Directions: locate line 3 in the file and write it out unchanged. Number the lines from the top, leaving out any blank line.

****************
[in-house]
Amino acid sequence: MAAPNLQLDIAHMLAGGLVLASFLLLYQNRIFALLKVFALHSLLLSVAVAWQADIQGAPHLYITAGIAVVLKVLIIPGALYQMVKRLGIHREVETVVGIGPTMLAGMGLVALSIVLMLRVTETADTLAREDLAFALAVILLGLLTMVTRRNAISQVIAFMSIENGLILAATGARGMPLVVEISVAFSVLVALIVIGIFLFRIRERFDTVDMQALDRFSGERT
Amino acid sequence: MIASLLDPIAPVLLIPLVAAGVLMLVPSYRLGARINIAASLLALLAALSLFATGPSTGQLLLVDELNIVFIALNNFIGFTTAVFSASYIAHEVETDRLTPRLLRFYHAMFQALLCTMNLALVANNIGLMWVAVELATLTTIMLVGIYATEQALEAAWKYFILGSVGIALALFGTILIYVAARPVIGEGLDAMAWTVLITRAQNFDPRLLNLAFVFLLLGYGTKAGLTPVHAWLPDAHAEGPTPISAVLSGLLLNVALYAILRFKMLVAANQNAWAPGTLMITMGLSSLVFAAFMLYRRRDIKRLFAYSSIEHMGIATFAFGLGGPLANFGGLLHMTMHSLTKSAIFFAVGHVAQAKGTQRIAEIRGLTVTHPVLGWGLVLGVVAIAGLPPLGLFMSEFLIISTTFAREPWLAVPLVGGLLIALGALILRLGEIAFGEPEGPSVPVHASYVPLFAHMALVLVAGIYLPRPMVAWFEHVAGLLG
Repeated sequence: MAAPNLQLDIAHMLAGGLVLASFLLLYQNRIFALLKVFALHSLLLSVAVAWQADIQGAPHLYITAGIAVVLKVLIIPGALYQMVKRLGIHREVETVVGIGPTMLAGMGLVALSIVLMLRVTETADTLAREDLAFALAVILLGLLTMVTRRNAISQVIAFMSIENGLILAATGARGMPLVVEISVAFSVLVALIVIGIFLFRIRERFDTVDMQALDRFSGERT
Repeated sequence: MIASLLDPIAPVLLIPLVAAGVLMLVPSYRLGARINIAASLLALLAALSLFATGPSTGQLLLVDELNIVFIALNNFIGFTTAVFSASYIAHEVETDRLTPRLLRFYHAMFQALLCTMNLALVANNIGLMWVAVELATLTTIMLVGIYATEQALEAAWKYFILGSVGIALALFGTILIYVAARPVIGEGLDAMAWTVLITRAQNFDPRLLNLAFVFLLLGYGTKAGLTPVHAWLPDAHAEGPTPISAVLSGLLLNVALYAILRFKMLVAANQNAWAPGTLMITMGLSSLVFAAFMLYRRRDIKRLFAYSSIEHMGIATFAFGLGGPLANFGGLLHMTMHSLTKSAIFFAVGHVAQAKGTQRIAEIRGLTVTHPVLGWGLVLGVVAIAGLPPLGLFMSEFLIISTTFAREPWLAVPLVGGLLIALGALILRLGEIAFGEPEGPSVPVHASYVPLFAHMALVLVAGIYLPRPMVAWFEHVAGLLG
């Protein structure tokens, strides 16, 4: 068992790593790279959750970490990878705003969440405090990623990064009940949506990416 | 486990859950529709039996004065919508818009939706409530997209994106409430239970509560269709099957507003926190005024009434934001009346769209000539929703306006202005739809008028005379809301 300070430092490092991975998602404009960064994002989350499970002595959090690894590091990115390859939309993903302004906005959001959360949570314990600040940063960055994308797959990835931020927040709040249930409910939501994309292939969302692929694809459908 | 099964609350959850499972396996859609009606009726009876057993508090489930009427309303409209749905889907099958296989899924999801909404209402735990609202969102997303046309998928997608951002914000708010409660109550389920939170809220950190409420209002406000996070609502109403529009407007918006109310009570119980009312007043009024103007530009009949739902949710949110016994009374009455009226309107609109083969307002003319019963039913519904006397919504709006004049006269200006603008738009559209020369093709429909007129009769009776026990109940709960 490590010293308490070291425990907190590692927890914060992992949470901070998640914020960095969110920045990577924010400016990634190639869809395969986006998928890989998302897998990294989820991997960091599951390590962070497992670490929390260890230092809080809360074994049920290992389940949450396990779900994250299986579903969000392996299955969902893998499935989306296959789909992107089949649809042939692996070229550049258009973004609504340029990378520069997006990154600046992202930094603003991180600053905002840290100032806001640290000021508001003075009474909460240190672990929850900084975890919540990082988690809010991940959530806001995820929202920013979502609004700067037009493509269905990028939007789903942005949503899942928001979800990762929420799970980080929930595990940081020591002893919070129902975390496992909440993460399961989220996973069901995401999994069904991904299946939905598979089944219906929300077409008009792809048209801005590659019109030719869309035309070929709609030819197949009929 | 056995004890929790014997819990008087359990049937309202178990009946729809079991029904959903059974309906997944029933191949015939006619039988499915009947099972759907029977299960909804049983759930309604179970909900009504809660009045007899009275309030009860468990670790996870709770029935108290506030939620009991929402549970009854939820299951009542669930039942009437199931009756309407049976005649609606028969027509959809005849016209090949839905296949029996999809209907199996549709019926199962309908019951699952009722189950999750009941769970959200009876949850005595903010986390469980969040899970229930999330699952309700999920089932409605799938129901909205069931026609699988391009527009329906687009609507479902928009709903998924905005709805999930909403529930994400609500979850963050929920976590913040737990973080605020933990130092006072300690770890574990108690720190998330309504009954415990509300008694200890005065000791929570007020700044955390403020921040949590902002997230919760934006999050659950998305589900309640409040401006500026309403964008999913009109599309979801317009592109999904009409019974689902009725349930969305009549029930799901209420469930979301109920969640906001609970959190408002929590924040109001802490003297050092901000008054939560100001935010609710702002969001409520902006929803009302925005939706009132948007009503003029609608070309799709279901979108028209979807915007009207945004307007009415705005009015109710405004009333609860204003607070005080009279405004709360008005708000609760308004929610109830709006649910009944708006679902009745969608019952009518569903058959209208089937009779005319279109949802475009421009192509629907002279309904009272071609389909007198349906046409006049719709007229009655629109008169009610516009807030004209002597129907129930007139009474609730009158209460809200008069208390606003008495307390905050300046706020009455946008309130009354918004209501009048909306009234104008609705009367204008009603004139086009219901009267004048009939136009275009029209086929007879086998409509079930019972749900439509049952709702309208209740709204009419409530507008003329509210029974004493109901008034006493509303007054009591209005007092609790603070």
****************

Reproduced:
Amino acid sequence: MIASLLDPIAPVLLIPLVAAGVLMLVPSYRLGARINIAASLLALLAALSLFATGPSTGQLLLVDELNIVFIALNNFIGFTTAVFSASYIAHEVETDRLTPRLLRFYHAMFQALLCTMNLALVANNIGLMWVAVELATLTTIMLVGIYATEQALEAAWKYFILGSVGIALALFGTILIYVAARPVIGEGLDAMAWTVLITRAQNFDPRLLNLAFVFLLLGYGTKAGLTPVHAWLPDAHAEGPTPISAVLSGLLLNVALYAILRFKMLVAANQNAWAPGTLMITMGLSSLVFAAFMLYRRRDIKRLFAYSSIEHMGIATFAFGLGGPLANFGGLLHMTMHSLTKSAIFFAVGHVAQAKGTQRIAEIRGLTVTHPVLGWGLVLGVVAIAGLPPLGLFMSEFLIISTTFAREPWLAVPLVGGLLIALGALILRLGEIAFGEPEGPSVPVHASYVPLFAHMALVLVAGIYLPRPMVAWFEHVAGLLG